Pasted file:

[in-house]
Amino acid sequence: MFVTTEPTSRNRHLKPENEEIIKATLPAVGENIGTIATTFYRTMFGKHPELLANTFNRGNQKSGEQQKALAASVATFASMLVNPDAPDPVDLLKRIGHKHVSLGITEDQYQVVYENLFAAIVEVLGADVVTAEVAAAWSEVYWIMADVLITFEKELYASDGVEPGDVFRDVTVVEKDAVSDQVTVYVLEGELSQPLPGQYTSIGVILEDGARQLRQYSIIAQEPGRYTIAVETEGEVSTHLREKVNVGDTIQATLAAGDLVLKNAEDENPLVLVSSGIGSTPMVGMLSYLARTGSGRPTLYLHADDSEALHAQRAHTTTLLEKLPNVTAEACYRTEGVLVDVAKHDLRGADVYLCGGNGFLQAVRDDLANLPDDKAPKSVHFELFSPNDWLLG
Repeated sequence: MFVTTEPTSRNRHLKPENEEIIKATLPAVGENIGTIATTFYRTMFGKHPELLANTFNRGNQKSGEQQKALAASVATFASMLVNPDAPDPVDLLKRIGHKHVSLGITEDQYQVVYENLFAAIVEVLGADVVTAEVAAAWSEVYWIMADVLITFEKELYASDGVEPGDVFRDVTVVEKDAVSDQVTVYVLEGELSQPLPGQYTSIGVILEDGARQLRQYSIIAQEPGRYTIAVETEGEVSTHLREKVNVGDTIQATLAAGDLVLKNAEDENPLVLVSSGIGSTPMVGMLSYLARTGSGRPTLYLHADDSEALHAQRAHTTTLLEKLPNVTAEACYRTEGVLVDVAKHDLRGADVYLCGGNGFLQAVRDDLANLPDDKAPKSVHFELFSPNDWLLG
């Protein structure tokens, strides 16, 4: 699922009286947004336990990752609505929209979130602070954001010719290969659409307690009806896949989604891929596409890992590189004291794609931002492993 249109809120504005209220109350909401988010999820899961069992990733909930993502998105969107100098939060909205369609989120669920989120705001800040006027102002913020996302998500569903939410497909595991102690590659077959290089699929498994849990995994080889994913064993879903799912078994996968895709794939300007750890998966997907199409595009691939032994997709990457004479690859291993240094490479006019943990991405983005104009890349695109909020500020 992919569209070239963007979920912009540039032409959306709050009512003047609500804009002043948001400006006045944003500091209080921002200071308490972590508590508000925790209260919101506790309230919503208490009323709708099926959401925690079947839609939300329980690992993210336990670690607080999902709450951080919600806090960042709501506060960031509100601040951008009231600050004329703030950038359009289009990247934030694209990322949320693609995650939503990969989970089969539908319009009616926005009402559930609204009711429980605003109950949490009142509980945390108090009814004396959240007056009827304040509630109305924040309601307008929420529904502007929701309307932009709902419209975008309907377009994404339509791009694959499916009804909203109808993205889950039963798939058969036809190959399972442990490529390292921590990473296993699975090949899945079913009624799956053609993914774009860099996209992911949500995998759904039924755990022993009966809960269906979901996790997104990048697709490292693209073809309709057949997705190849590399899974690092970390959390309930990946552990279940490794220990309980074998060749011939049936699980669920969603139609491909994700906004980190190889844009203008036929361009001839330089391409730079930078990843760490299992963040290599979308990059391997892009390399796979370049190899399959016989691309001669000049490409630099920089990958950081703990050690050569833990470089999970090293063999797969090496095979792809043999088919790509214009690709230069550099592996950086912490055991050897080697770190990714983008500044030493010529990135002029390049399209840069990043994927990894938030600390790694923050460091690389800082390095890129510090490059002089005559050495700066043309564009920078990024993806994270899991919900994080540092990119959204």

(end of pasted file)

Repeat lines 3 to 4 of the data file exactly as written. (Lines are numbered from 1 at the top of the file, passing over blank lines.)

Repeated sequence: MFVTTEPTSRNRHLKPENEEIIKATLPAVGENIGTIATTFYRTMFGKHPELLANTFNRGNQKSGEQQKALAASVATFASMLVNPDAPDPVDLLKRIGHKHVSLGITEDQYQVVYENLFAAIVEVLGADVVTAEVAAAWSEVYWIMADVLITFEKELYASDGVEPGDVFRDVTVVEKDAVSDQVTVYVLEGELSQPLPGQYTSIGVILEDGARQLRQYSIIAQEPGRYTIAVETEGEVSTHLREKVNVGDTIQATLAAGDLVLKNAEDENPLVLVSSGIGSTPMVGMLSYLARTGSGRPTLYLHADDSEALHAQRAHTTTLLEKLPNVTAEACYRTEGVLVDVAKHDLRGADVYLCGGNGFLQAVRDDLANLPDDKAPKSVHFELFSPNDWLLG
């Protein structure tokens, strides 16, 4: 699922009286947004336990990752609505929209979130602070954001010719290969659409307690009806896949989604891929596409890992590189004291794609931002492993 249109809120504005209220109350909401988010999820899961069992990733909930993502998105969107100098939060909205369609989120669920989120705001800040006027102002913020996302998500569903939410497909595991102690590659077959290089699929498994849990995994080889994913064993879903799912078994996968895709794939300007750890998966997907199409595009691939032994997709990457004479690859291993240094490479006019943990991405983005104009890349695109909020500020 992919569209070239963007979920912009540039032409959306709050009512003047609500804009002043948001400006006045944003500091209080921002200071308490972590508590508000925790209260919101506790309230919503208490009323709708099926959401925690079947839609939300329980690992993210336990670690607080999902709450951080919600806090960042709501506060960031509100601040951008009231600050004329703030950038359009289009990247934030694209990322949320693609995650939503990969989970089969539908319009009616926005009402559930609204009711429980605003109950949490009142509980945390108090009814004396959240007056009827304040509630109305924040309601307008929420529904502007929701309307932009709902419209975008309907377009994404339509791009694959499916009804909203109808993205889950039963798939058969036809190959399972442990490529390292921590990473296993699975090949899945079913009624799956053609993914774009860099996209992911949500995998759904039924755990022993009966809960269906979901996790997104990048697709490292693209073809309709057949997705190849590399899974690092970390959390309930990946552990279940490794220990309980074998060749011939049936699980669920969603139609491909994700906004980190190889844009203008036929361009001839330089391409730079930078990843760490299992963040290599979308990059391997892009390399796979370049190899399959016989691309001669000049490409630099920089990958950081703990050690050569833990470089999970090293063999797969090496095979792809043999088919790509214009690709230069550099592996950086912490055991050897080697770190990714983008500044030493010529990135002029390049399209840069990043994927990894938030600390790694923050460091690389800082390095890129510090490059002089005559050495700066043309564009920078990024993806994270899991919900994080540092990119959204």